Tuition fees bill passes with slim majority

Coalition’s majority cut from 84 to just 21.

The result is in: 323 MPs voted in favour of raising the cap on tuition fees from £3,290 to £9,000 a year, with 302 against.

That means the government's majority was slashed from 84 to just 21 – easily the largest rebellion of this parliament.

But, as Vince Cable and others have pointed out, the majority was still four times larger than the one achieved by Tony Blair in the 2004 fees vote.

The Lib Dem rebels

In total, 21 Lib Dem MPs voted against the government, including two former party leaders, Menzies Campbell and Charles Kennedy, and the party president, Tim Farron. Here's the full list:

Annette Brooke (Dorset Mid and Poole North)

Sir Menzies Campbell (Fife North East)

Michael Crockart (Edinburgh West)

Tim Farron (Westmorland and Lonsdale)

Andrew George (St Ives)

Mike Hancock (Portsmouth South)

Julian Huppert (Cambridge)

Charles Kennedy (Ross, Skye and Lochaber)

John Leech (Manchester Withington)

Stephen Lloyd (Eastbourne)

Greg Mulholland (Leeds North-West)

John Pugh (Southport)

Alan Reid (Argyll and Bute)

Dan Rogerson (Cornwall North)

Bob Russell (Colchester)

Adrian Sanders (Torbay)

Ian Swales (Redcar)

Mark Williams (Ceredigion)

Roger Williams (Brecon and Radnorshire)

Jenny Willott (Cardiff Central)

Simon Wright (Norwich South)

Eight Lib Dem MPs abstained, which means they still broke their election pledge to vote against higher fees. They were: Lorely Burt (Solihull), Martin Horwood (Cheltenham), Simon Hughes (Bermondsey and Old Southwark), Chris Huhne (Eastleigh), Tessa Munt (Wells), Sir Robert Smith (Aberdeenshire West and Kincardine), John Thurso (Caithness, Sutherland and Easter Ross) and Stephen Williams (Bristol West).

It's worth noting that Huhne and Horwood were unable to vote because they were at the Cancún climate-change talks. As a cabinet minister, Huhne would have voted in favour of fees but Horwood was expected to vote against.

The Tory rebels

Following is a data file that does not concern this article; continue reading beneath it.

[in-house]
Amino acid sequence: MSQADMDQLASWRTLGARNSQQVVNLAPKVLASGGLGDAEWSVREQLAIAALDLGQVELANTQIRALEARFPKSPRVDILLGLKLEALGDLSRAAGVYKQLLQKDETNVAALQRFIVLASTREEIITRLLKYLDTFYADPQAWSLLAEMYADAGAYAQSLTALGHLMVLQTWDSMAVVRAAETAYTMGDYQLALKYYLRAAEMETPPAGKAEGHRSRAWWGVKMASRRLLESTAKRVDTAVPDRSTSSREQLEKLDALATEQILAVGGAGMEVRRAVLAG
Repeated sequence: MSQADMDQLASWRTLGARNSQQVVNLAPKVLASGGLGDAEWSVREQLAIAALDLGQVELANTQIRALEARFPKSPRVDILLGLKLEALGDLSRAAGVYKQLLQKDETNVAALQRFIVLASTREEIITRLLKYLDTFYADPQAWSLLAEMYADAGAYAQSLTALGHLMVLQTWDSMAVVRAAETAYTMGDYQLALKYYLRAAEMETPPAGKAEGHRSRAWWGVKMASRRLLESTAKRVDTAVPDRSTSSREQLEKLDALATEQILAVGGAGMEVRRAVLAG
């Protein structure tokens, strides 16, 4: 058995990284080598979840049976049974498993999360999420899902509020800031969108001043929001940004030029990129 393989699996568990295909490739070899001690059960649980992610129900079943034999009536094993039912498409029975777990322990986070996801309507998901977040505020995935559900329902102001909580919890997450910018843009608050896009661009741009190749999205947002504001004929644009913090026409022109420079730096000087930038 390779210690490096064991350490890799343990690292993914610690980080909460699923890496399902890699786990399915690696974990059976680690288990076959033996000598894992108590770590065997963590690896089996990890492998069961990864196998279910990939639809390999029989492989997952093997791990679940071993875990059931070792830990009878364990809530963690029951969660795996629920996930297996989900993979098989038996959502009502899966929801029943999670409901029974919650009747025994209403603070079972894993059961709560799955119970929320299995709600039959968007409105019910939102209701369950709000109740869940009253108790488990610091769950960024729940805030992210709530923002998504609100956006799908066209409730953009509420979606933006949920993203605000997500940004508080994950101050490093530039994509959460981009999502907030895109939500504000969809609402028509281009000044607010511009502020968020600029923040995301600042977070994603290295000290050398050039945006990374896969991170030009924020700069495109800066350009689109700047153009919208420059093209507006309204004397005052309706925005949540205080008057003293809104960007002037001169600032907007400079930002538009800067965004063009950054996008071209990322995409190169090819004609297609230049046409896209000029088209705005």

Six Tory MPs voted against the bill. They were:

Philip Davies (Shipley)

David Davis (Haltemprice and Howden)

Julian Lewis (New Forest East)

Jason McCartney (Colne Valley)

Andrew Percy (Brigg and Goole)

Mark Reckless (Rochester and Strood)

It's notable that none of the three Tory MPs (Ben Wallace, Lee Scott and Bob Blackman) who signed the NUS pledge to vote against higher fees kept his promise.

George Eaton is political editor of the New Statesman.

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The New Statesman appoints Serena Kutchinsky as Digital Editor.

Serena Kutchinsky is to join the New Statesman as digital editor in September. She will lead the expansion of the New Statesman across a variety of digital platforms.

Serena has over a decade of experience working in digital media and is currently the digital editor of Newsweek Europe. Since she joined the title, traffic to the website has increased by almost 250 per cent. Previously, Serena was the digital editor of Prospect magazine and also the assistant digital editor of the Sunday Times - part of the team which launched the Sunday Times website and tablet editions.

Jason Cowley, New Statesman editor, said: “Serena joins us at a great time for the New Statesman, and, building on the excellent work of recent years, she has just the skills and experience we need to help lead the next stage of our expansion as a print-digital hybrid.”

Serena Kutchinsky said: “I am delighted to be joining the New Statesman team and to have the opportunity to drive forward its digital strategy. The website is already established as the home of free-thinking journalism online in the UK and I look forward to leading our expansion and growing the global readership of this historic title.

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